Minister of State for Higher Education, Mary Mitchell O’Connor, has called on all irish universities and institutes of technology to become involved in the government’s National Development Plan. The plan will encourage collaboration between education institutes, businesses, and public bodies over the coming eight years.
The government last week announced a fund of €4 billion to be spent between 2019 and 2027, alongside €195 million which will be provided in Budget 2019. It is expected that proposals for funding will be requested at the beginning of July.
Mitchell O’Connor showed her enthusiasm for the project stating: “All our universities and institutes of technology have wide-ranging programmes, research activities, and expertise across the desired themes. These funds are a once in a generation opportunity for our higher education institutions to innovate projects which will define the country, and future generations.”
The funds are expected to encompass a wide range of issues and activities. The projects will provide €1 billion to tackle rural development, €2 billion to promote urban development, €500 million to further advance climate action, and a final €500 million for the creation of disruptive technologies.
In recognising the broad range of opportunities for higher education institutions, Mitchell O’Connor stated: “The scope for our third level institutions is huge. Science and technology themes range from health and wellbeing to robotics, smart food production to artificial intelligence, advanced manufacturing to climate action. In social science fields, projects will be invited to stimulate active tourism in rural communities, revive smaller towns and villages or support entrepreneurship.”
Funds allocated for rural development will focus on strengthening the fabric of rural Ireland with an emphasis on the creation of employment. According to Census 2016, the total unemployment level within rural towns amounted to 11.2% of the population. Higher education institutes have already begun working to tackle these figures. Many institutes of technology based in rural areas have started promoting tourism, entrepreneurship and innovation to enhance the appearance and reputations of these disadvantaged areas.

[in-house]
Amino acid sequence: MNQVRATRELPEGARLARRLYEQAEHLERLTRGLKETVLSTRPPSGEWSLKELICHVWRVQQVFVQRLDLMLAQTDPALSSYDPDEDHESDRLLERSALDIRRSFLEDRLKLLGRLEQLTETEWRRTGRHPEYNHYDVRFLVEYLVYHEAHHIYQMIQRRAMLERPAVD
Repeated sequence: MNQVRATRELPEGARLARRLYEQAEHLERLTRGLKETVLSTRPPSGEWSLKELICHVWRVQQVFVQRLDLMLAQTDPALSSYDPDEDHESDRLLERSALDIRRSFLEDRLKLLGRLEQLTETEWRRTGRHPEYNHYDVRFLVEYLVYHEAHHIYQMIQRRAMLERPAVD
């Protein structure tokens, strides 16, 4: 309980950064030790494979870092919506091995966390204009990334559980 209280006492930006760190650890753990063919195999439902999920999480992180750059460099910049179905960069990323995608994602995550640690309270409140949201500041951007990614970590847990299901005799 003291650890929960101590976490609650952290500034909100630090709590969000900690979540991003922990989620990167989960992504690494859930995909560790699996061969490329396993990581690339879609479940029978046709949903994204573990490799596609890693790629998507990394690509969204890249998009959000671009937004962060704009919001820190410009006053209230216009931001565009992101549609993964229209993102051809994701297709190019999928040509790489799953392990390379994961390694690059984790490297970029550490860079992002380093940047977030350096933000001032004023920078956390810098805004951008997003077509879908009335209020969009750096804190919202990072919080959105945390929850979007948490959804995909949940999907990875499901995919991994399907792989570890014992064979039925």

The Urban Development Fund will focus on Dublin, Cork, Galway, Limerick and Waterford. It will also aid the development of five regional drivers; Drogheda, Dundalk, Athlone, Letterkenny and Sligo, four of which contain institutes of technology. It is likely that these funds will also greatly tackle unemployment, with an 18.8% unemployment rate recorded in Waterford city in 2016. These projects are likely to focus on collaboration between public bodies and education institutes with the aim of transformational place-based change.
The climate action fund will aid initiatives across a broad range of environmental and energy areas practiced in Ireland. This will be particularly relevant to Trinity, which announced a €60 million development of its new E3 institute in May, focusing on energy, engineering and the environment.
The disruptive technologies fund will attempt to examine proposals that relate to national research area priorities for 2018 – 2023. These must meet the criteria of being truly disruptive in a way that significantly alters the way people live and work. This is a core principle of research in higher education institutions and it is expected that these proposals will be produced through collaboration between companies, higher education institutions, public sector bodies, and research institutions.